September 23, 2015
Guest Commentary: Keeping The Light On For Pope Francis
By Archbishop William E. Lori
This week, the people of the United States are welcoming Pope Francis during his historic visit. Many of us, Catholic or not, have been moved by his words and actions, which call on us to acknowledge and defend the inherent dignity of every human being, including immigrants and refugees, the poor and homeless, victims of environmental catastrophes, and so many others.
Human dignity is also why the pope has been outspoken about religious freedom. As he puts it, "In the end, what kind of dignity is there without the possibility of freely expressing one's thought or professing one's religious faith?" Religious freedom is the cornerstone of any society that acknowledges human dignity; in the United States we call it our "first freedom."
Part of the inherent dignity (and beauty) of being human is the capacity to seek truth and to live in accordance with that truth. This fundamental freedom—not only of belief and worship, but of action outside the sanctuary—is not a privilege given to citizens by the state. It is a universal human right, one that exists at all times and places, whether a state recognizes it or not.
And tragically, many do not. Across the globe, people are suffering severe religious persecution. We are horrified when we learn of violence against Christians and other religious minorities in Iraq, Syria, Kenya, Nigeria, and so many places throughout the world.
In our own country, we are thankful for our own freedom to exercise our faith without fear of violence. We are free to bring the wealth of wisdom from our religious traditions into the public square, to bear witness to the truth as we have come to understand it. We are free to express our faith openly in the form of our care for migrants, the poor, the sick, and the elderly—what we Catholics call "corporal works of mercy."
The pope recently encouraged the church in Cuba to "continue to support and encourage the Cuban people in its hopes and concerns, with the freedom and all the means needed to bring the proclamation of the kingdom to the existential peripheries of society." The legacy of religious freedom here in the U.S.—where the Church has built extensive and far-reaching charities, schools, and health care institutions over many decades—stands as a great achievement, a national treasure that we inherit not only with gratitude and joy, but a great sense of responsibility.
We must always ask ourselves: Are we doing our part to keep the beacon lit? In recent years, religious freedom in this country has come under threat, as federal, state, and local governments have sought to coerce people from all walks of life into violating their consciences.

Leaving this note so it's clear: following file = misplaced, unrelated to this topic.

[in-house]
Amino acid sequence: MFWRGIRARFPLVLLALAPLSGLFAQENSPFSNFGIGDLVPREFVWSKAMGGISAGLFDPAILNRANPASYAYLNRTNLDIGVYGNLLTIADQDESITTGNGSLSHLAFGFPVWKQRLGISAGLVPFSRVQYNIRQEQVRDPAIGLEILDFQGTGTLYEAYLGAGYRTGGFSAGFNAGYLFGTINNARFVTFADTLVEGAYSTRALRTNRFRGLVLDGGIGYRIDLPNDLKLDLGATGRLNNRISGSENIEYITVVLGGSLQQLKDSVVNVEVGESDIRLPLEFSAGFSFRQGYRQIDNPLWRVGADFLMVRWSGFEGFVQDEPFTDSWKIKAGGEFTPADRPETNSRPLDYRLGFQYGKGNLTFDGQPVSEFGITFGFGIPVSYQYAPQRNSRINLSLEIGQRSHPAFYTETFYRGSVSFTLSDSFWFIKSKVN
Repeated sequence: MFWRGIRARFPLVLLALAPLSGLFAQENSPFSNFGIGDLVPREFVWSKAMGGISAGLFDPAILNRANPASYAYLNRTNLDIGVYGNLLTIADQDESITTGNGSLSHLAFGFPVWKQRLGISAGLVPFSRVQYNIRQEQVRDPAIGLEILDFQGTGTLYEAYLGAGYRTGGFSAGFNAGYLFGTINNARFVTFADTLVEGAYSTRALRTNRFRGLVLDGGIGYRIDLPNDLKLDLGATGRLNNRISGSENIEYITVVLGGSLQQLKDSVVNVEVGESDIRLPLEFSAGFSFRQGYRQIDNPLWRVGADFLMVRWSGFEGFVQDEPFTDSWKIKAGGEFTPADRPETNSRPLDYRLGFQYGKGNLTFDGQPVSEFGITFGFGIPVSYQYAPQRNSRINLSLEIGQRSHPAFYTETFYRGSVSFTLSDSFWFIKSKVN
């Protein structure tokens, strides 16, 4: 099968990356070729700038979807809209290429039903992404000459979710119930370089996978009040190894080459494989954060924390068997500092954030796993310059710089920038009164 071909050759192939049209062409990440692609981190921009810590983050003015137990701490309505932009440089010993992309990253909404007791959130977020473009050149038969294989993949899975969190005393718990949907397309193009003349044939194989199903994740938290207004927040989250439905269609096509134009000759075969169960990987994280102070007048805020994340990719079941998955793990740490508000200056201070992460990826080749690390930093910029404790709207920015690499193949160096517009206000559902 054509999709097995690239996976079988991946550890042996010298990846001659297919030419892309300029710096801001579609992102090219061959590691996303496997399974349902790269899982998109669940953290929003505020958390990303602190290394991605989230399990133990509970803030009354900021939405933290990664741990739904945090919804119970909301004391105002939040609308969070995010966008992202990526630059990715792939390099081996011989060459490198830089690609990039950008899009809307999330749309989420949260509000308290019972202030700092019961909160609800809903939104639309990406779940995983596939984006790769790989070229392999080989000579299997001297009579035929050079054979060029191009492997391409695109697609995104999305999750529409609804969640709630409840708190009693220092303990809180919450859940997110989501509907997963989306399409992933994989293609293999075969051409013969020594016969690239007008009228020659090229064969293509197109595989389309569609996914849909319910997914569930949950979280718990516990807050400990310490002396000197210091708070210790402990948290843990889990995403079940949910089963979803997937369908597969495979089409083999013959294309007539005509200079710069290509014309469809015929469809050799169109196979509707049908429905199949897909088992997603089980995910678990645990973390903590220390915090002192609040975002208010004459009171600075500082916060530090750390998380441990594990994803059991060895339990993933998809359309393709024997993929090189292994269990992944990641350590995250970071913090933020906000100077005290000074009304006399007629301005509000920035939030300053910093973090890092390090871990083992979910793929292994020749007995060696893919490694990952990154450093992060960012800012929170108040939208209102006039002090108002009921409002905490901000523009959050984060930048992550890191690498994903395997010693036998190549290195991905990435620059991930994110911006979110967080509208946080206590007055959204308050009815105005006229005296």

Family-owned businesses have been told that they cannot operate in accordance with their deeply held convictions, whether about the sanctity of life or the nature of marriage. Judges, clerks, and other government officials face losing their jobs (or worse) if they object in conscience to participating in civil marriages, as recently redefined. Even religious orders—such as the Little Sisters of the Poor—are forced either to facilitate health coverage they find morally objectionable, or to face millions in federal fines, threatening their longstanding ministry to the frail elderly.
When people are threatened by violent extremists abroad, human dignity is denied, and we should speak out for these victims, pray for them, and offer them all the humanitarian aid at our disposal. But there is something else we can do for those persecuted abroad: we can offer them hope by keeping the torch of freedom brightly lit here at home. By our standing strong for religious freedom, we can both help maintain our nation's position as a model of religious freedom and diversity, and show our solidarity with those facing far graver threats.
We recently prepared ourselves for Pope Francis' visit through a Religious Freedom Summit that convened Sept. 18 at The Catholic University of America. We discussed the current crisis of religious freedom, both here and abroad, and outlined what we might do about it. In this way, we have been able to offer one of our great national treasures—our heritage of religious freedom—as a gift both to Pope Francis and to the whole world.
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Archbishop William E. Lori of Baltimore is chairman of the U.S. Conference of Catholic Bishops' Ad Hoc Committee for Religious Liberty. The views or positions presented in this or any guest editorial are those of the individual publication and do not necessarily represent the views of Catholic News Service or of the U.S. Conference of Catholic Bishops.